The invention has special relation to screening apparatus embodying a vertically extending cylindrical screen having respective inner and outer passageways spaced radially apart for receiving materials of desired consistency and delivering the same to respective outlets of the screening apparatus as rejected or accepted fractions.
It is a primary object of the invention to provide a screening apparatus which will effectively and efficiently screen fibrous material suspended in liquid and which is particularly useful in screening paper stock of dirt particles, bark, slivers and other undesirable material.
Another object is to provide a screening apparatus for separating fibrous material and delivering the desired constituent at an accepted fraction outlet and for delivering undesired constituents of material of different characteristics to a different rejected fraction outlet.
The structural aspect is a screening apparatus for screening fibrous material in a liquid suspension and includes a housing having an inlet and an accepted fraction outlet and a rejected fraction outlet. The suspension is introduced under pressure via the inlet. A cylindrical screen, positioned centrally within the housing, defines an involute reject passage within the housing and outboard of the screen with the rejected fraction passing under pressure from the reject passage outwardly of the housing via the rejected fraction outlet. The accepted fraction passes from the reject passage inwardly through the screen and is then passaged outwardly of the housing via the accepted fraction outlet. The suspension is under pressure in its travel through the screen and is pulsed en route by a plurality of elastically mounted diaphragms driven in compressing and decompressing strokes by means eccentrically mounted on a rotating mainshaft.
The method aspect of the invention is aided by the use of connecting rods which cause the diaphragms to pulsate so as to generate pressures on the flow of stock both on the outside and on the inside of the screen. A backwash effect is obtained as produced on the one hand by the propelling force of the suspension being forced into the apparatus and charged into the enclosed passage defined by the housing circularly around the screen exterior on the one hand with screened portions thereof being directed inwardly through the provided slots of the screen to the screen interior, and on the other hand by the propelling force of the pulsators disposed interiorly of the screen which augment the existing pressurization of the stock by forcing same in opposite direction toward the screen so as to attain a screen cleansing effect.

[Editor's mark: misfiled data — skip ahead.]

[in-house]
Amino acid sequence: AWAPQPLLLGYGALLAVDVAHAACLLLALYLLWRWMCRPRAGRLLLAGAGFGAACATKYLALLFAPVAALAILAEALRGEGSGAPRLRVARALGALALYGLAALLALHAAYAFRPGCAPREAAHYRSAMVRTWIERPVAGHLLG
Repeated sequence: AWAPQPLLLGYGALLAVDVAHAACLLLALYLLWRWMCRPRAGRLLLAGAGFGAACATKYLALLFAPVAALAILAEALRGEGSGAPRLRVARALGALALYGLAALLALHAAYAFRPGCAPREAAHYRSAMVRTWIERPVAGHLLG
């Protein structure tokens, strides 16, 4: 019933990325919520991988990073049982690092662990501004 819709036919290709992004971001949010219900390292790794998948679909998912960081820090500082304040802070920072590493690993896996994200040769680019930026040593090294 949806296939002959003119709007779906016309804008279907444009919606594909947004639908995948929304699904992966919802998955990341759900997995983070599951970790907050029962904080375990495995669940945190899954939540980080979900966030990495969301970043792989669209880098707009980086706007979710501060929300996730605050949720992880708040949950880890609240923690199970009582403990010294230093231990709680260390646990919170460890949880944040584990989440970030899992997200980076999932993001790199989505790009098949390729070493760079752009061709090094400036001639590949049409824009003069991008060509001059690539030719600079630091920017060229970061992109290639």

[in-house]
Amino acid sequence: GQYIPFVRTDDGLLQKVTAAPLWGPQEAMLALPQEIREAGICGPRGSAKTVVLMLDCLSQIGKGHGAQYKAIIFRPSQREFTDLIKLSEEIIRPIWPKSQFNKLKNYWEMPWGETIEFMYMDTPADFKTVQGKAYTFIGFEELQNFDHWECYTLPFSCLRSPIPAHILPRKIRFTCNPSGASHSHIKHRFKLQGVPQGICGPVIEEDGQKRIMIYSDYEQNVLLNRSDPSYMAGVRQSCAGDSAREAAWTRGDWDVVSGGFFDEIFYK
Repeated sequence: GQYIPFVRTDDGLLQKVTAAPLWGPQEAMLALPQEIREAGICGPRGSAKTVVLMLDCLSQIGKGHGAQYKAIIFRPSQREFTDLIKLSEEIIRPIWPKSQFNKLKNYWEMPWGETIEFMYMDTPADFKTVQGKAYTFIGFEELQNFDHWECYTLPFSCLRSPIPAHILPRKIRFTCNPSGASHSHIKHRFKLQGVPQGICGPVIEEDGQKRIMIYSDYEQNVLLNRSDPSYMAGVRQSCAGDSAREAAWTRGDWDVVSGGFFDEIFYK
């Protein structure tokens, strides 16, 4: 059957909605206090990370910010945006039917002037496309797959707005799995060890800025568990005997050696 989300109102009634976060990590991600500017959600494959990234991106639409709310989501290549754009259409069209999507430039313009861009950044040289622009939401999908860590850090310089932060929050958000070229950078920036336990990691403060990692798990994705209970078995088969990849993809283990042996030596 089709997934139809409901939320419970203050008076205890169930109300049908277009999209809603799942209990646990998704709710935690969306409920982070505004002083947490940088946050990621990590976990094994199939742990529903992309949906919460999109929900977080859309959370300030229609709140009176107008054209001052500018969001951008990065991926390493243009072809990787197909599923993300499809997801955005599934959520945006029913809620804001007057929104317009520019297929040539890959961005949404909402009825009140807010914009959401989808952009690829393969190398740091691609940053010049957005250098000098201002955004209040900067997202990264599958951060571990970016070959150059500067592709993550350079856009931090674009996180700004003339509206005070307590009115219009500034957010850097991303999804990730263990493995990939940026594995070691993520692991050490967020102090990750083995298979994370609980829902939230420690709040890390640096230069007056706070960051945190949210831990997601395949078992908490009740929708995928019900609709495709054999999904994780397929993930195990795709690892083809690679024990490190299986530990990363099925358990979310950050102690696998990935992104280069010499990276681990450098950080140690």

The essential characteristic of the new apparatus lies in the fact that the vibratory forces, generated upon rotation of the eccentric shaft, are caused to be transferred to the screen in the manner of a backwash filter in that the stock is either forced inwardly through the screen as the accepted fraction or forced outwardly away from the screen as the nonaccepted fraction.
Prior art devices are known incorporating foils which are rotated circularly past a stationary screen so as to create a trailing vacuum.
The apparatus hereof offers a positive impulse as contrasted with the prior art dependence upon a trailing vacuum from a foil.
A single stage pressure type screening device is selective in long fiber removal action and in the concentration of rejects in a wide range of unscreened paper stock inlet flow and reject flow. Because of its simplicity of design, ease of maintenance and satisfactory screen life, the mechanical downtime of such a single stage pressure type screening device is almost negligible. The single stage pressure type screening device has the advantage of operating at pressures above atmospheric pressure so that the accepted screened stock coming out of the device is under pressure and, therefore, can be directed by a closed piping system to the next apparatus in the papermaking arrangement.
Since the unscreened stock inlet to the single stage pressure type screening device is also under pressure, the screening device, together with its inlet and outlet piping, is completely enclosed, thus eliminating the disadvantages of prior art screening devices (i.e., directing the paper stock in open troughs with the consequent disadvantages of splashing, etc.) and of accumulating undesirable dirt and foreign material in so doing.
Another object of the invention is to provide an improved pressure type screening device which maintains the paper or pulp stock in a homogeneous condition (i.e. uniform fiber density) and a more uniform fiber particle formation per unit of volume.
Yet another object of the invention is the provision of an improved pressure type screening device with improved screen cleaning characteristics and resultant higher production output of screened paper stock.
Other objects and added features and advantages will become manifest to those versed in the art upon making reference to the description and drawings which follow in which an embodiment of this invention is shown by way of illustrative example. The apparatus exemplifies one way of carrying the invention into effect, the invention being, however, by no means restricted to this embodiment, for instance, the transfer of the vibratory forces from the rotating shaft to the diaphragms may be otherwise achieved.
In the drawings: